Nursing and Medical Careers

Nurse leader or Director of Nursing (RN)

This individual directs nursing care to the residents and supervises the day-to-day nursing activities performed by the staff nurses and health care assistants. Supervision must be carried out in accordance with current federal, state and local standards, guidelines and regulations to ensure that the highest degree of quality care is maintained at all times. A registered nurse (RN) is responsible for monitoring patients, developing patient care plans, implementing treatments and providing guidance. RNs who provide in-home care or who work in a care facility can supervise the work of licensed practical nurses (LPNs), nursing assistants or home care aides.

Case Manager (RN)

A case manager assesses the overall health of patients with serious chronic illnesses by reviewing medical records and previous treatment history to create a long-term plan of care for patients. They monitor the progress of the plan, conferring with medical professionals, the patient and caregivers to evaluate progress and make changes as dictated by the patient’s changing condition. This position remains in contact with the physician, caregivers and insurance companies or government health agencies to make sure that progress is in line with expectations and requirements for payment are met.

Charge Nurse (RN or LPN)

A charge nurse is responsible for monitoring patients, assisting in developing and implementing patient care plans and treatments, as well as providing guidance to health care assistants. They may supervise the work of LPNs, nursing assistants or home care aides.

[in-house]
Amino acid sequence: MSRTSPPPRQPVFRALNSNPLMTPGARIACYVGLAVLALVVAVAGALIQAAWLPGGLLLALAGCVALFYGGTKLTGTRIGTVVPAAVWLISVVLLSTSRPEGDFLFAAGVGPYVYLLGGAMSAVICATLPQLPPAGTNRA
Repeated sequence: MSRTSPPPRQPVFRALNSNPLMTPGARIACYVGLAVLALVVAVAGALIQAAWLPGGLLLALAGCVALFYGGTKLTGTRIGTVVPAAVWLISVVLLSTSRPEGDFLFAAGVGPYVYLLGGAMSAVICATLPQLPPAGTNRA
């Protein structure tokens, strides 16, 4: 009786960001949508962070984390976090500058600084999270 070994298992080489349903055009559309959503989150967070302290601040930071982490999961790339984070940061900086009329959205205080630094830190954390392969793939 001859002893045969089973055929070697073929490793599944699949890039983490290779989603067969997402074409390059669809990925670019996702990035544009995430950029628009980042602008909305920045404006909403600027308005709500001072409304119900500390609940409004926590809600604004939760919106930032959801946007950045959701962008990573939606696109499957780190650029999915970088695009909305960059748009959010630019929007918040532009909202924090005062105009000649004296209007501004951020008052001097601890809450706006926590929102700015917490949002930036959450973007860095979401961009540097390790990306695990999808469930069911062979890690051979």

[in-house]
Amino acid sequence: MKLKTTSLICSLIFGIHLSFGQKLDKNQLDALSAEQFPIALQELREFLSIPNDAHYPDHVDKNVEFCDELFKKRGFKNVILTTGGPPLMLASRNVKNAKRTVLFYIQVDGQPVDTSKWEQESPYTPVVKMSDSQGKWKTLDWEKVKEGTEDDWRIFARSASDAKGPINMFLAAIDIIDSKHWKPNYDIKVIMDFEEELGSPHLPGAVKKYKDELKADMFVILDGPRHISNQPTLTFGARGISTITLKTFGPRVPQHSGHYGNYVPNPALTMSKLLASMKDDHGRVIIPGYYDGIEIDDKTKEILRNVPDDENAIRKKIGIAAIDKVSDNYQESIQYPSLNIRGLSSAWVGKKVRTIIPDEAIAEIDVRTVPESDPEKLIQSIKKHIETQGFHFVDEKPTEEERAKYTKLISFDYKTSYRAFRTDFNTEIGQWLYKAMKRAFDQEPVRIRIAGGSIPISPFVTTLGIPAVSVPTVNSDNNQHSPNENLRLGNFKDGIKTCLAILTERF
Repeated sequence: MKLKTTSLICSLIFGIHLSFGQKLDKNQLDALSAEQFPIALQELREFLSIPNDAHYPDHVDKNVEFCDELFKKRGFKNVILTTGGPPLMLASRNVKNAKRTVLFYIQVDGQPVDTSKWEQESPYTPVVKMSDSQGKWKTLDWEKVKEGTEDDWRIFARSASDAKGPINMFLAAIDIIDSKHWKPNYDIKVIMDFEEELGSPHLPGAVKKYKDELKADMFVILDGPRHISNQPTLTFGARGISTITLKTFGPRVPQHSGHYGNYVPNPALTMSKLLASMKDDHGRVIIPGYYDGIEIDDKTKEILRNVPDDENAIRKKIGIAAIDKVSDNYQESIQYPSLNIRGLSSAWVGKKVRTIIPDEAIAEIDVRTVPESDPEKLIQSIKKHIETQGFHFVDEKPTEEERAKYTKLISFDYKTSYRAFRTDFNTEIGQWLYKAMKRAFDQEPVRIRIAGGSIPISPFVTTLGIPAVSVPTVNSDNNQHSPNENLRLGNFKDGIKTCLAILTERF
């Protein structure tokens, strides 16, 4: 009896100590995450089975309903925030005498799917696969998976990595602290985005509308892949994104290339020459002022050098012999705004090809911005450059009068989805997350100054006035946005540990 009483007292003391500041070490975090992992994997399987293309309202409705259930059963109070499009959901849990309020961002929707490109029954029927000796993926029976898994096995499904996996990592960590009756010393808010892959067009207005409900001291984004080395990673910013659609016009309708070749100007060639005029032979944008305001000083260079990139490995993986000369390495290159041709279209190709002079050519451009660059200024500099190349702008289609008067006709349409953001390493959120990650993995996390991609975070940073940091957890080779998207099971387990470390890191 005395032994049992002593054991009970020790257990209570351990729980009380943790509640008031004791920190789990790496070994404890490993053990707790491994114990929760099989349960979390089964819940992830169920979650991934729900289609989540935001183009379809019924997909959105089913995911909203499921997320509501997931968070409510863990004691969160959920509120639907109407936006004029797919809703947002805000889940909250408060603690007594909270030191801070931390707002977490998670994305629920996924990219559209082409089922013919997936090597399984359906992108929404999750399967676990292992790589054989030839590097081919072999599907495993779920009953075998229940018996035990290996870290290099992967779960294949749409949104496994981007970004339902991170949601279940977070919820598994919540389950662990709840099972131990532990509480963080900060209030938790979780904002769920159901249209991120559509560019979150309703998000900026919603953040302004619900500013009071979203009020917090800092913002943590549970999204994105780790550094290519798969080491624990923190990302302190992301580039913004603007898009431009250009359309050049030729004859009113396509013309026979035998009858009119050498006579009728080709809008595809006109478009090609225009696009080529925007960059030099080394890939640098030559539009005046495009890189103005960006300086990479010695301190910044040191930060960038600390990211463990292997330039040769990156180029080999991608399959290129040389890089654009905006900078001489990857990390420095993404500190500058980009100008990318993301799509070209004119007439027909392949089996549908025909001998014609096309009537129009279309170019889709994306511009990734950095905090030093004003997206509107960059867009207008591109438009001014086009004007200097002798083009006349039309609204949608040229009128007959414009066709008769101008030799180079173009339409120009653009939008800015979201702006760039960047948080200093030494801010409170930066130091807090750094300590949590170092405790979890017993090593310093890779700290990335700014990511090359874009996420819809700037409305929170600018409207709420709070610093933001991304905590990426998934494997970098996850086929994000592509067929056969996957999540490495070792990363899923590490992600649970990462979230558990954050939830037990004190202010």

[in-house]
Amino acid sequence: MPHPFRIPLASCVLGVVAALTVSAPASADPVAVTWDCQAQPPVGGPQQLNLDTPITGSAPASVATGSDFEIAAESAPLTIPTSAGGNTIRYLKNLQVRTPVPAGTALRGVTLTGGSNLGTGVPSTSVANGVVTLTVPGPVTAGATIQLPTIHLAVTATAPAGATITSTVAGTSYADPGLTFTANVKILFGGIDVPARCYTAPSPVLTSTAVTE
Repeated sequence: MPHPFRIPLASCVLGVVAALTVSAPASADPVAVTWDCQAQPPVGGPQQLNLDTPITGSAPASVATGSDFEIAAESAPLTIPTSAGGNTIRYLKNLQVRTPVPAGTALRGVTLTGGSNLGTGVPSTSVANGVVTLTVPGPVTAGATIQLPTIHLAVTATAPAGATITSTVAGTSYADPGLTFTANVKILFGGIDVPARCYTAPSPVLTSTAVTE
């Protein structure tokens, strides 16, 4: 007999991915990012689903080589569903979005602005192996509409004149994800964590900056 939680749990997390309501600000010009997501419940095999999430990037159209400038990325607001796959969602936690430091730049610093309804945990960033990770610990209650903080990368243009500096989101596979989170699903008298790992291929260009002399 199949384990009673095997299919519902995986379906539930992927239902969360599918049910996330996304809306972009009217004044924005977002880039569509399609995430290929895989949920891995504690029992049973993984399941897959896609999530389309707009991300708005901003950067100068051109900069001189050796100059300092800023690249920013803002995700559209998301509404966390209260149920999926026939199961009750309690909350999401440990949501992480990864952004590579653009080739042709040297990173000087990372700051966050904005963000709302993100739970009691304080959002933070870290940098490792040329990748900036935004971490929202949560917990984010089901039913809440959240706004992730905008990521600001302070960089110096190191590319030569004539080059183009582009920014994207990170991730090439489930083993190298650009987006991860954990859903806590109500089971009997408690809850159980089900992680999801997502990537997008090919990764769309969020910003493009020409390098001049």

Minimum Data Set (MDS) coordinator

Also known as a resident assessment coordinator or nurse assessment coordinator, an MDS coordinator works in a nursing and rehab facility to ensure the facility meets state and federal regulations for Medicare and Medicaid certified nursing homes. MDS is a federally mandated clinical-assessment process for residents of long-term care facilities. Most long-term care facilities have an RN who fills the role of MDS coordinator to administer the assessment process for patients and residents.

Home health and private duty nurses

These nurses provide care in the homes of their patients. Patients who need home health nursing are usually elderly or disabled, but they may also be recovering from an accident or suffering from a serious illness. Home health care involves assisting patients with basic needs such as bathing and dressing, as well as more specialized care, such as wound care, medication management, and IV therapy. Home health nurses work primarily for home health care agencies and report to the home health agency administrator. They may work directly with patients or serve as administrators or policy developers.